The grand house is a combination of three terrace lots that were acquired by the Chan family in 1861. Four generations lived in the house before it was opened as a museum in 1985.

Here’s a chance to wander about the home of Baba Chan Cheng Siew (1865-1919) whose eclectic taste offers a glimpse into the richness of the culture and the opulence that was fashionable in many pre-World War II Peranakan homes.

The museum tour guides will regale you with stories from late 19th-century and early 20th-century Malaya.

Today the museum is still managed by the Chan family. Pre-bookings recommended.

More info here.

The Brooke Gallery at the historic Fort Margherita in Kuching. Photo: FilepicThe Brooke Gallery at the historic Fort Margherita in Kuching. Photo: Filepic

Brooke Gallery

(Kuching, Sarawak)

The new Sarawak Museum Complex opening has been shifted to early next year, but that doesn’t mean that visitors don’t have another museum to visit in the state. The Brooke Gallery at Kuching’s Fort Margherita – constructed in 1879 by Charles Brooke, Rajah of Sarawak – is ready to greet visitors after the long closures and disruptions.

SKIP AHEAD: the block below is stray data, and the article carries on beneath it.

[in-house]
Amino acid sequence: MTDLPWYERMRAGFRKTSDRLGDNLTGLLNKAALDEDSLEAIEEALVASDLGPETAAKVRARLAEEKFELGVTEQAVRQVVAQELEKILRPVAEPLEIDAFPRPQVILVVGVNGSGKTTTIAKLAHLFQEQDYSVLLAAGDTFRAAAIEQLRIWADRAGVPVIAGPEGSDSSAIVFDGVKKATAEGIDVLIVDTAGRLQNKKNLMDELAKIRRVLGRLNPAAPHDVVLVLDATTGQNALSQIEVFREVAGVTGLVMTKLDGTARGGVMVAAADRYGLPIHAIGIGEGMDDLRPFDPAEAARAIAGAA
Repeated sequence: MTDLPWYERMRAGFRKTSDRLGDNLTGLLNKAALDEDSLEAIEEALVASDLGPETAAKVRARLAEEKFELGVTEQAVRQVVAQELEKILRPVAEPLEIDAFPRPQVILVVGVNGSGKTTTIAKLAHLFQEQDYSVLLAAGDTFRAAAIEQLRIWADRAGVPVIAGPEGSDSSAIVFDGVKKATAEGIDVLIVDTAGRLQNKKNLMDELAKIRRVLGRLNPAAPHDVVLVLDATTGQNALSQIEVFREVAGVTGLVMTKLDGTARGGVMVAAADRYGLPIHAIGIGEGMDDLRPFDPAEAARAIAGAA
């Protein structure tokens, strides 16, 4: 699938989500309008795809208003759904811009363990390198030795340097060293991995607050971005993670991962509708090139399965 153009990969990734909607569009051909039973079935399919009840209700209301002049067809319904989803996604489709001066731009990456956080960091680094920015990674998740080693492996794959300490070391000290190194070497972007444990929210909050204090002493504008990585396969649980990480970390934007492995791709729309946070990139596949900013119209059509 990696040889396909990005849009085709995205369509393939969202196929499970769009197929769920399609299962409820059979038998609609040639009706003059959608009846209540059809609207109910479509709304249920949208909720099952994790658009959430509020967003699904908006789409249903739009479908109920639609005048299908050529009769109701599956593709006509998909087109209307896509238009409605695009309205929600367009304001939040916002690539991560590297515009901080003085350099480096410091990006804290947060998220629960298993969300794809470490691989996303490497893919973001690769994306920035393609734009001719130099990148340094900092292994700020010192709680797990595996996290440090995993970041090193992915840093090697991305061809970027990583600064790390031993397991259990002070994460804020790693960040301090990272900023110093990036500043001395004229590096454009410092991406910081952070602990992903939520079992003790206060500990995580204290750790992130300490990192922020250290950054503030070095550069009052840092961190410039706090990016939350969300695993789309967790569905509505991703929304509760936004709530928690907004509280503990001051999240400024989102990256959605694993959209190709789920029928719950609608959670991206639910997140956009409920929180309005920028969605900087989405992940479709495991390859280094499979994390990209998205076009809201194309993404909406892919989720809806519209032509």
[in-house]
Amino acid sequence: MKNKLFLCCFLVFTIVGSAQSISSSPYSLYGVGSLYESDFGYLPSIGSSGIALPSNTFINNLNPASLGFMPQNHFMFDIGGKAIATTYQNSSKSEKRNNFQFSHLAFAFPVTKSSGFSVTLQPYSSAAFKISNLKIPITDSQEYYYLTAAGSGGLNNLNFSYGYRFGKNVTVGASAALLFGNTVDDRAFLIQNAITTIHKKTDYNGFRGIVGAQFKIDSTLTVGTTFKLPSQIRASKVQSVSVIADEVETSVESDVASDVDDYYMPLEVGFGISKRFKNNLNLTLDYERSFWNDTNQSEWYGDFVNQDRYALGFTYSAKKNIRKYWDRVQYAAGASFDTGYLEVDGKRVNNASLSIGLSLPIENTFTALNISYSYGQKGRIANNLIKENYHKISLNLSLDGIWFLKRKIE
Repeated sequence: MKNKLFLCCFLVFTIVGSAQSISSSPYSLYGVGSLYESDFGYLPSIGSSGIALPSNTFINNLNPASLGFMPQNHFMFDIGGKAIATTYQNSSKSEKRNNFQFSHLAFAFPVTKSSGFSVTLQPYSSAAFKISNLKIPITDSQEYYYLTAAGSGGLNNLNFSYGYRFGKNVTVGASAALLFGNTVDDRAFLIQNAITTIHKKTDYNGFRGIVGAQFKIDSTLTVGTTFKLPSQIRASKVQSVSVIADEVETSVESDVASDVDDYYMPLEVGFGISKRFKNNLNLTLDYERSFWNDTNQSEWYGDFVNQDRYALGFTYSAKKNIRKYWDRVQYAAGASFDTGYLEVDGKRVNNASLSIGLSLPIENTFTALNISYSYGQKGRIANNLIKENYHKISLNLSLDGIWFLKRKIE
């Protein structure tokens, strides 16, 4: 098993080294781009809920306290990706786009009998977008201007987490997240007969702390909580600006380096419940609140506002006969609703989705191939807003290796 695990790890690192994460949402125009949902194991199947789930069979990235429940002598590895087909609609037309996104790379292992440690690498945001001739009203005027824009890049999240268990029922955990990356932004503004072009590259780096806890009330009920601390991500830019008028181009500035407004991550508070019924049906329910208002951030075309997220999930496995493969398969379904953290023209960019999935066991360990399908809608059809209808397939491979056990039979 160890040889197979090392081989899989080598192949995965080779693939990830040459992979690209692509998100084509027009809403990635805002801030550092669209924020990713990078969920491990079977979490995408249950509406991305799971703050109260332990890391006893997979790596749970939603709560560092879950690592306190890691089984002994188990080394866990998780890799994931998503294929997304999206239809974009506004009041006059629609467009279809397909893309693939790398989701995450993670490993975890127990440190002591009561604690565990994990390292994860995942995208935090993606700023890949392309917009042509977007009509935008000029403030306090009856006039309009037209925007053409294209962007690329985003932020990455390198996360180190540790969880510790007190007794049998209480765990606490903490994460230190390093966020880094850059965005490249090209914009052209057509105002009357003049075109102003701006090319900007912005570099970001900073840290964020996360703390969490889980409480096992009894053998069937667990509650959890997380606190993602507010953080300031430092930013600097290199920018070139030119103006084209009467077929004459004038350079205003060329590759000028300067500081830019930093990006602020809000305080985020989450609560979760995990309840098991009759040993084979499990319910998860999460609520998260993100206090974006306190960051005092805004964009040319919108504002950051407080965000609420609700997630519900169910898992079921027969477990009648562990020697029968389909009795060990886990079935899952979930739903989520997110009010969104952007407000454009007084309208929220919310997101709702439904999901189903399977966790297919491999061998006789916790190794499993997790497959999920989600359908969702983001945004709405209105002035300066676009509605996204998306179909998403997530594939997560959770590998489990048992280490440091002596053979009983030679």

It is a relatively new museum, launched in 2016 after the fort was restored and the gallery subsequently set up.

The Brooke Gallery, compact in size, highlights the history, places and people behind Sarawak and her White Rajahs. In the 1830s, a bold English adventurer, James Brooke, arrived on the shores of Sarawak in his yacht, the Royalist. Together with the locals, they built the foundations of today’s Sarawak. The Brooke Gallery showcases belongings and artefacts from the Brooke family, who ruled Sarawak for just over a century before ceding Sarawak to Britain after WWII.

More info here.

A visitor taking a closer look at Kok Yew Puah’s 'Masks And The Modern Man' (1995) at Ilham Gallery in KL. Photo: The Star/Azlina Abdullah A visitor taking a closer look at Kok Yew Puah’s 'Masks And The Modern Man' (1995) at Ilham Gallery in KL. Photo: The Star/Azlina Abdullah

Kok Yew Puah: Portrait Of A Malaysian Artist

(Ilham Gallery, Kuala Lumpur)